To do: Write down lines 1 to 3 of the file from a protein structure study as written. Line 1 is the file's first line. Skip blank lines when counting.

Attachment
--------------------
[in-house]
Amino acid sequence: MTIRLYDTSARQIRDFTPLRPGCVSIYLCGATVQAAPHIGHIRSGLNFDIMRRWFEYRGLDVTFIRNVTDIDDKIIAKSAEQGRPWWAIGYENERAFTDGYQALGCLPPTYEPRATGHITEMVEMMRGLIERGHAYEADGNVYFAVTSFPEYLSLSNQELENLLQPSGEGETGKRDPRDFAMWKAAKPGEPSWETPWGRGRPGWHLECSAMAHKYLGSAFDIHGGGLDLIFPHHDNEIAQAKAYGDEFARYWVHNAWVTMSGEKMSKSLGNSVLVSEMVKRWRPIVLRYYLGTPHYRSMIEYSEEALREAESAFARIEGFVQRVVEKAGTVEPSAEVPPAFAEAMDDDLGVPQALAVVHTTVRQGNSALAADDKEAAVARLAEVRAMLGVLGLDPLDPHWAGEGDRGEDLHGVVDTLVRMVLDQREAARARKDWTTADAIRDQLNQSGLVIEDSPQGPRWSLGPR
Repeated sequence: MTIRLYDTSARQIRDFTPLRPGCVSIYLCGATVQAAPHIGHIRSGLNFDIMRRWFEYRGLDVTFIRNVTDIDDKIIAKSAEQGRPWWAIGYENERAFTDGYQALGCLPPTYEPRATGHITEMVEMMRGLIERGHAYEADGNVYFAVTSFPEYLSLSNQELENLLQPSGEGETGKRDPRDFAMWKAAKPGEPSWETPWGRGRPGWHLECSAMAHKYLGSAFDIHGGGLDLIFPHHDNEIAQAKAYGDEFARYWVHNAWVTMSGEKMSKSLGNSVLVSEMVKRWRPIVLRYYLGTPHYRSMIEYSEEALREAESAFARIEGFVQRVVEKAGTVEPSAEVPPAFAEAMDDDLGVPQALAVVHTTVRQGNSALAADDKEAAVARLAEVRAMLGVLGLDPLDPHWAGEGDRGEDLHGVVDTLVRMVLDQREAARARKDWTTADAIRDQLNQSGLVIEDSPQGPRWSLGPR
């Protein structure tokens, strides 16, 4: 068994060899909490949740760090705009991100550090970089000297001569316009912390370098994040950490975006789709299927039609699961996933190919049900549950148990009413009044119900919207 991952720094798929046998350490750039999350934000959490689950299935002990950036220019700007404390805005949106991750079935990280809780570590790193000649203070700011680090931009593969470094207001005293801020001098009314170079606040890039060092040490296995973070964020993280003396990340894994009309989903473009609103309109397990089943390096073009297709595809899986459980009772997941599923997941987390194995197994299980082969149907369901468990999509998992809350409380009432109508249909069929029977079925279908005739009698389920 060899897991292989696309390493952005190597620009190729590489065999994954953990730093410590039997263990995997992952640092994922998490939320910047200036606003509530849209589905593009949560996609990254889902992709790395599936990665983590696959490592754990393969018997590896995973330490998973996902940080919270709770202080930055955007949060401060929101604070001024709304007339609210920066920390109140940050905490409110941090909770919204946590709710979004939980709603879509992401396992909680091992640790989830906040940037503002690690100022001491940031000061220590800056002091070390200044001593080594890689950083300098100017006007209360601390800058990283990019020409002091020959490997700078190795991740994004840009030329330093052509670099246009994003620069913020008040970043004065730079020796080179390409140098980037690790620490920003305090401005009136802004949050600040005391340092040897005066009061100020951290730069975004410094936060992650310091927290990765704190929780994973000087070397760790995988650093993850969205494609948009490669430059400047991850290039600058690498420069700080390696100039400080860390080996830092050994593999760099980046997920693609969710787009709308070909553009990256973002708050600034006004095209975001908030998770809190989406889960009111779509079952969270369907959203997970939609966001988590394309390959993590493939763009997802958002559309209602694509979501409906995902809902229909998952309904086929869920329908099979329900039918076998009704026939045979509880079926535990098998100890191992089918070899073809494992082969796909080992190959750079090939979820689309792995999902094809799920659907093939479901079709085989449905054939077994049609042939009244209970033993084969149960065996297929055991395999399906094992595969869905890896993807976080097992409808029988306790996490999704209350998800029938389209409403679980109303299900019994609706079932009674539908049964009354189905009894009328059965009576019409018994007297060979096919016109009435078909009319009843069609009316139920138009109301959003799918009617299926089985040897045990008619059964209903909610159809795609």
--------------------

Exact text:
[in-house]
Amino acid sequence: MTIRLYDTSARQIRDFTPLRPGCVSIYLCGATVQAAPHIGHIRSGLNFDIMRRWFEYRGLDVTFIRNVTDIDDKIIAKSAEQGRPWWAIGYENERAFTDGYQALGCLPPTYEPRATGHITEMVEMMRGLIERGHAYEADGNVYFAVTSFPEYLSLSNQELENLLQPSGEGETGKRDPRDFAMWKAAKPGEPSWETPWGRGRPGWHLECSAMAHKYLGSAFDIHGGGLDLIFPHHDNEIAQAKAYGDEFARYWVHNAWVTMSGEKMSKSLGNSVLVSEMVKRWRPIVLRYYLGTPHYRSMIEYSEEALREAESAFARIEGFVQRVVEKAGTVEPSAEVPPAFAEAMDDDLGVPQALAVVHTTVRQGNSALAADDKEAAVARLAEVRAMLGVLGLDPLDPHWAGEGDRGEDLHGVVDTLVRMVLDQREAARARKDWTTADAIRDQLNQSGLVIEDSPQGPRWSLGPR
Repeated sequence: MTIRLYDTSARQIRDFTPLRPGCVSIYLCGATVQAAPHIGHIRSGLNFDIMRRWFEYRGLDVTFIRNVTDIDDKIIAKSAEQGRPWWAIGYENERAFTDGYQALGCLPPTYEPRATGHITEMVEMMRGLIERGHAYEADGNVYFAVTSFPEYLSLSNQELENLLQPSGEGETGKRDPRDFAMWKAAKPGEPSWETPWGRGRPGWHLECSAMAHKYLGSAFDIHGGGLDLIFPHHDNEIAQAKAYGDEFARYWVHNAWVTMSGEKMSKSLGNSVLVSEMVKRWRPIVLRYYLGTPHYRSMIEYSEEALREAESAFARIEGFVQRVVEKAGTVEPSAEVPPAFAEAMDDDLGVPQALAVVHTTVRQGNSALAADDKEAAVARLAEVRAMLGVLGLDPLDPHWAGEGDRGEDLHGVVDTLVRMVLDQREAARARKDWTTADAIRDQLNQSGLVIEDSPQGPRWSLGPR